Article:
New UW president explains why ‘The World Needs More Cowboys’

University of Wyoming President Dr. Ed Seidel speaks at the Evanston Roundhouse on Wednesday, May 5. Seidel and other UW officials were in town for a “The World Needs More Cowboys” event. (HERALD PHOTO/Kayne Pyatt)

EVANSTON — University of Wyoming President Dr. Edward Seidel was in Evanston last week, where UW hosted an open house and celebrated why “The World Needs More Cowboys.”  The event was held Wednesday, May 5, at the Evanston Roundhouse.

The Uinta County event is the 13th in a series of events planned throughout the state. The series was interrupted by COVID-19 and is resuming now that restrictions on public gatherings have eased.

“Coming from outside of Wyoming, at first I wondered about the slogan “The World Needs More Cowboys,” Seidel said, “but now I think it is appropriate and timely. The Wyoming culture stands for grit, strength and friendliness. I think it is a wonderful slogan for the university.”

The evening began with free appetizers and beverages, followed by a brief program highlighting the university’s efforts to boost entrepreneurism and the state’s economy. Presentations included speeches by Dr. Seidel, three current UW students from Uinta County — Rylee Berger of Evanston, McKinley Bradshaw of Lyman and Makell Kaiser-Mountain View — and UW alumna Rachel Boyer, who teaches music at Evanston’s Clark Elementary.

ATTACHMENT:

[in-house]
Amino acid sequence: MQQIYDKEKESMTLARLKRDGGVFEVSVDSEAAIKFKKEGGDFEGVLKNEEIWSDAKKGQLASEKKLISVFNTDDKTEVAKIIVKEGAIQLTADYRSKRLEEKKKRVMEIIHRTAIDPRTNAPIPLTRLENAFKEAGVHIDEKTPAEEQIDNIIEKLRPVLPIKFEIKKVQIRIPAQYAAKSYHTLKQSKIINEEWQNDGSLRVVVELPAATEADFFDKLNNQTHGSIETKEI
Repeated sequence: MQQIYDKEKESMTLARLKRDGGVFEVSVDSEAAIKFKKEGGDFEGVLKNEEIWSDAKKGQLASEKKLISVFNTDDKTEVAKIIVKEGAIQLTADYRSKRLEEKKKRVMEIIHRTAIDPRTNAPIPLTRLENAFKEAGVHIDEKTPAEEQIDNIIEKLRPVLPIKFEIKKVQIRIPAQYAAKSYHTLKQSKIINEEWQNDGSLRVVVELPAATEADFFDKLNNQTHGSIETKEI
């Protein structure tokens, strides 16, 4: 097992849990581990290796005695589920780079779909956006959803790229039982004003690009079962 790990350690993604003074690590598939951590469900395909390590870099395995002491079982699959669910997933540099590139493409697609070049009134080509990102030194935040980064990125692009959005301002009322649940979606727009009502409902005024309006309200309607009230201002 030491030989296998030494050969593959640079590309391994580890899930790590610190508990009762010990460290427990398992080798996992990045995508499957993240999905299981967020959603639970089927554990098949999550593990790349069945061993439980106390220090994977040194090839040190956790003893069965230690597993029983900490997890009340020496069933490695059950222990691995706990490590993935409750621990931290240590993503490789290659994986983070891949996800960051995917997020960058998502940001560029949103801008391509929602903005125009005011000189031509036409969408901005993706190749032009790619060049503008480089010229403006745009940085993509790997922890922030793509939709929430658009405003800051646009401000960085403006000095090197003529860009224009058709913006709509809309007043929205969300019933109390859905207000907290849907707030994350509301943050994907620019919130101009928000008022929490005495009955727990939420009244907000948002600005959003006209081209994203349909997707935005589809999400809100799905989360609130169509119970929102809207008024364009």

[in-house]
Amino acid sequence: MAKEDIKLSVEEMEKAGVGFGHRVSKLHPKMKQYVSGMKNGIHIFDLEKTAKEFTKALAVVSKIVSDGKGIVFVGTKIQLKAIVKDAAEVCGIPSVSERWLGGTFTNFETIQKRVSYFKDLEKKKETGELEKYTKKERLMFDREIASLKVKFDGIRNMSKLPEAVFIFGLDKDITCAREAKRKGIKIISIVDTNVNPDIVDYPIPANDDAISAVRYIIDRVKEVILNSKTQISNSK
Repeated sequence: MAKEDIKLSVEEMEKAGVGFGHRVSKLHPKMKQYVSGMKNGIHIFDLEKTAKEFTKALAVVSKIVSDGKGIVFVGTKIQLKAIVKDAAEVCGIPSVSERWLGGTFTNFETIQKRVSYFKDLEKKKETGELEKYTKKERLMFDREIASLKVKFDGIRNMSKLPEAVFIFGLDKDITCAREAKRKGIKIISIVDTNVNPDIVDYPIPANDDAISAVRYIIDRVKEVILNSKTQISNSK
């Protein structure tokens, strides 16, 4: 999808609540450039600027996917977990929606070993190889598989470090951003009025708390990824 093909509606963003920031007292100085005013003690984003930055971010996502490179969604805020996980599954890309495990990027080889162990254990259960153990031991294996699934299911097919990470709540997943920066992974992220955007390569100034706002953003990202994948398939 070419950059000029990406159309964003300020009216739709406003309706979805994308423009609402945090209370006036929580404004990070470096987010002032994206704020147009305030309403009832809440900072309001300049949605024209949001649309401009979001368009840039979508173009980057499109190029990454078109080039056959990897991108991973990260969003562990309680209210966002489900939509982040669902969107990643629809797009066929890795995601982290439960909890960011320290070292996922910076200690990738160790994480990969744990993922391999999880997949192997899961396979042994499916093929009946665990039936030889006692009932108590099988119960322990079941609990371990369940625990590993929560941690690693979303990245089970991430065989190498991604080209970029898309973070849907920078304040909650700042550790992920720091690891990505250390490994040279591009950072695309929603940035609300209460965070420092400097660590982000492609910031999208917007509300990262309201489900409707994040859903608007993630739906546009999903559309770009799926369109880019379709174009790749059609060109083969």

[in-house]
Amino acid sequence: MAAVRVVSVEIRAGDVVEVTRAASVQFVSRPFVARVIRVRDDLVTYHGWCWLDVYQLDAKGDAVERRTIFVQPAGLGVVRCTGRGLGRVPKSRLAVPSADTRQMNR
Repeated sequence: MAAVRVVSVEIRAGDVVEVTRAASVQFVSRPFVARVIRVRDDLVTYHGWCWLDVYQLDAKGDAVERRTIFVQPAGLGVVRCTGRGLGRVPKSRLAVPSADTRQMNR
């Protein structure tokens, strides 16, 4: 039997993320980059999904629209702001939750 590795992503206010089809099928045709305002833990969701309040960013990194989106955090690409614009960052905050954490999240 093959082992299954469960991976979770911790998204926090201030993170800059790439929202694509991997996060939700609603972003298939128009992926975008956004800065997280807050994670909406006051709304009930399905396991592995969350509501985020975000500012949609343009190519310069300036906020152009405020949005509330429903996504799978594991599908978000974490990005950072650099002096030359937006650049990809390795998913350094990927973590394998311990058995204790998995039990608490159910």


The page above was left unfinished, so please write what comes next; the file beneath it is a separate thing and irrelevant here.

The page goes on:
Before the event at the Roundhouse, Dr. Seidel, UW Geography Assistant Zoe Pearson and the three UW students from Uinta County spoke to classes at the high schools in Evanston, Lyman and Mountain View. Seidel spoke on black holes in an Evanston classroom, and he also visited with Mayor Kent Williams and the Evanston City Council on Tuesday, May 4. 

Seidel said the year 2020 presented many challenges for the students, staff and faculty but for the most part all adjusted and did well. He said they all learned a lot about what they can and can’t do on virtual learning and that it will actually prepare them for a world with increasing technology in every field.

Most of the classes had virtual contact through Zoom. Seidel said they are gearing up for in-person classes, and  students seem anxious to get back to traditional classroom learning. He said most of the safety measures created due to the pandemic will remain in place and may continue far into the future.

“My main drive is to see graduating students placed in jobs within the state and prepare them to enter a changing work environment in a changing Wyoming,” Seidel said. “There are four strategic methods for accomplishing that: create specialized training programs; develop incubators; [develop] mentorships and apprenticeships; and gain venture capital support with firms, corporations and foundation boards.”